Trade and membership associations: Best practices for corporate credit cards

Without the proper oversight, policies and controls, credit card misuse can run rampant in an organization. Recent reports of nonprofit fraud include employees using their cards to purchase vacations, computer equipment, furniture and myriad luxury items. Not-for-profit trade and membership associations that issue corporate credit cards to employees are increasingly opening themselves up to great risk. The most effective risk prevention is eliminating the distribution of credit cards. However, many associations do not want to burden employees with work-related charges on their personal credit card. The solution is to implement a risk management strategy — determine who should receive a card, and then apply strong controls throughout the travel and entertainment process.

Not-for-profit associations that engage in trade shows, annual meetings and conferences, and the like typically issue credit cards to those employees who travel and entertain at the events. These are the employees who should receive a corporate credit card. Employees whose work is contained within the organization’s walls should generally not receive a card; their purchases are more suited for the direct procurement process.

Many associations lack the necessary preventive controls to mitigate the risk associated with card issuance and use. Credit card misuse generally occurs due to a lack of oversight. When charges are not reviewed and questioned in a timely manner, the chance of inappropriate spending or misuse increases. Although we see various detective controls implemented and executed, there is still a need to bolster both detective — and preventive — controls. We recommend these best practices for risk prevention and detection:
  • Limit the number of cards issued. Take a full inventory of individuals with corporate credit cards, and assess their actual needs. Evaluate the frequency of travel or entertaining to ensure that individuals who don’t make those kinds of purchases do not have a card. Consider the use of purchasing cards (P-cards) as an alternative to credit cards. This can be an effective way to limit the allowable purchase types, purchase locations and amounts.
  • Conduct a background or credit check. If this was not part of the pre-employment process, perform it before issuing a credit card.
  • Establish a formal policy. Implement a policy for the usage of credit cards and what constitutes a bona fide business expense. Include the types of allowable expenditures, the deadline for reporting such expenses and the necessary approvals. Require employees to sign the policy to verify that they understand the rules and will adhere to them. This form may be included with the individual’s expense report submission or credit card statement.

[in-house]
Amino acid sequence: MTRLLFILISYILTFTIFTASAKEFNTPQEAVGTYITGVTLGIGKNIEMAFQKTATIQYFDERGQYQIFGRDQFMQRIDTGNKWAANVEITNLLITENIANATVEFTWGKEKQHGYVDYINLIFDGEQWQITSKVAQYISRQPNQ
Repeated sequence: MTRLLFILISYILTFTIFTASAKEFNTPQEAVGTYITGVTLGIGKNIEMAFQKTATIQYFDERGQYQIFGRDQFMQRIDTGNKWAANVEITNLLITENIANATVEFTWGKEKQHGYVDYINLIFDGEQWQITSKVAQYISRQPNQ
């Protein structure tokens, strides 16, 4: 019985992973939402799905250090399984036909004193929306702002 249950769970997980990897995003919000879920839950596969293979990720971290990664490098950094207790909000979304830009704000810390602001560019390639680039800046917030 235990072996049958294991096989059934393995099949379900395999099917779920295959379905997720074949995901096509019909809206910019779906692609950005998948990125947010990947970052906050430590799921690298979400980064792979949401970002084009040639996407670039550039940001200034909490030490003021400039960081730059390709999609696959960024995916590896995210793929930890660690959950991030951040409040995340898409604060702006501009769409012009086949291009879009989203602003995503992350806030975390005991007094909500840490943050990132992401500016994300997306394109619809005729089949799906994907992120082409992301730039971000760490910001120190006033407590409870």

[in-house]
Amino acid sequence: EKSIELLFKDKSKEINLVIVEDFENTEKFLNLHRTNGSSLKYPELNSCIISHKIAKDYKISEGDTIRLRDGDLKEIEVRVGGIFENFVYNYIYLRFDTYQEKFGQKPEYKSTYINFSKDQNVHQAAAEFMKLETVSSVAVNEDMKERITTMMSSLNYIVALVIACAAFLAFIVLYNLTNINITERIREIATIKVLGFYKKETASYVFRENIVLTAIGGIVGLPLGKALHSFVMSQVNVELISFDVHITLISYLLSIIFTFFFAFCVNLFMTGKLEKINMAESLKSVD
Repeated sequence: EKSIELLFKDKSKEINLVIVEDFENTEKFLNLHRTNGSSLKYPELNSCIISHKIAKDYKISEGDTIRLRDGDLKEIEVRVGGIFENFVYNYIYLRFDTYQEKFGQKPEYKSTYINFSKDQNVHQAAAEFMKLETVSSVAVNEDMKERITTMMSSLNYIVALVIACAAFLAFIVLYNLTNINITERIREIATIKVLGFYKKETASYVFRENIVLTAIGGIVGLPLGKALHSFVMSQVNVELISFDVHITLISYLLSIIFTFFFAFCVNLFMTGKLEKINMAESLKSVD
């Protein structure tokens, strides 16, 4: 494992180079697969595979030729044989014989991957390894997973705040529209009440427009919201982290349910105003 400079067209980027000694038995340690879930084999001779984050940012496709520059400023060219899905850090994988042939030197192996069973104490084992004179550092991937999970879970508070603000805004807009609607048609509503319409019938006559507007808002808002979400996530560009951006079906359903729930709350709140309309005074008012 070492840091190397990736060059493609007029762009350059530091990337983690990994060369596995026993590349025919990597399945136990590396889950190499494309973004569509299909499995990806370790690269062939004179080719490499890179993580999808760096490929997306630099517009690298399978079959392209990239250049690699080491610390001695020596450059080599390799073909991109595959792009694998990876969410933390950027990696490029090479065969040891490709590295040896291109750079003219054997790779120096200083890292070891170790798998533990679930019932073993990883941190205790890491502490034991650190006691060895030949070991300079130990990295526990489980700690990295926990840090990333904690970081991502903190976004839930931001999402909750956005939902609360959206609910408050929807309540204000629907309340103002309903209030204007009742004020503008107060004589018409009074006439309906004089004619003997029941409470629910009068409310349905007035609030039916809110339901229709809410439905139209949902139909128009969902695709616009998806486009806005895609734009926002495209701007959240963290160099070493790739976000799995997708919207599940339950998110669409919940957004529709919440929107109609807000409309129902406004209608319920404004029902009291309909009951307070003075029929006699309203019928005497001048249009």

• Require documentation. All goods and services procured should be properly supported by the original invoice. Fraudulent expense reporting includes creating fictitious invoices for goods or services not actually purchased or received, and falsifying payment documentation. Consider strengthening controls related to the expense report process. Include in your formal expense report policy a description of what constitutes appropriate supporting documentation. Establish a policy that requires all documentation to be submitted prior to reimbursement.
  • Specify purchases that should not be charged. To reduce your exposure to fraudulent charges due to falsified documents or fictitious vendors, forbid employees from paying for items appropriate for the purchasing and accounts payable cycle. Make this part of the formal policy. Paying for certain expenses through the expense report process circumvents the accounts payable process and its controls. Limit credit card purchases to those related to travel and entertainment, and don’t allow them for other types of goods and services. Do not allow personal charges to be made with the ability for the employee to reimburse the organization or to exclude certain charges from reimbursement; it is too easy for these charges to be accidentally processed, and they can create reputational exposure to the organization based on the type of purchase.
  • Establish employee responsibility for payment. Organizations that pay on behalf of employees usually do so because they don’t want the employee to be “out-of-pocket” for expenditures made on behalf of the organization. This can be addressed by streamlining your reimbursement process so that timely payments can be made. If done properly, employees can actually be ahead of the game in terms of float, as they may well be reimbursed before the monthly credit card bill is due. The alternative is problematic, as organizations find it difficult to enforce timely submission of documentation once payment has been made on behalf of the employee — this is the most frequent circumstance under which fraud occurs.
  • Process charges quickly. As with other reconciliations, when charges are not reviewed and questioned in a timely manner, the chance of inappropriate spending or misuse increases.
  • Set dollar and purchase restrictions. You may choose to disallow cash advances and/or to set spending thresholds as a means to limit the amount of fraud that could be perpetrated. These boundaries could be set per person rather than across the board. To prevent unauthorized purchases, contact the credit card company to restrict or block certain transactions. Some credit card companies offer mechanisms that can be put into place (e.g., alerts for unusual activity or summaries of types of purchases before the monthly statement arrives).

The risks inherent in corporate credit cards are great, but establishing policies and procedures for usage and expense reporting will mitigate risks and strengthen controls that will benefit the association and its employees.

See the full report: The State of the Not-for-Profit Sector in 2015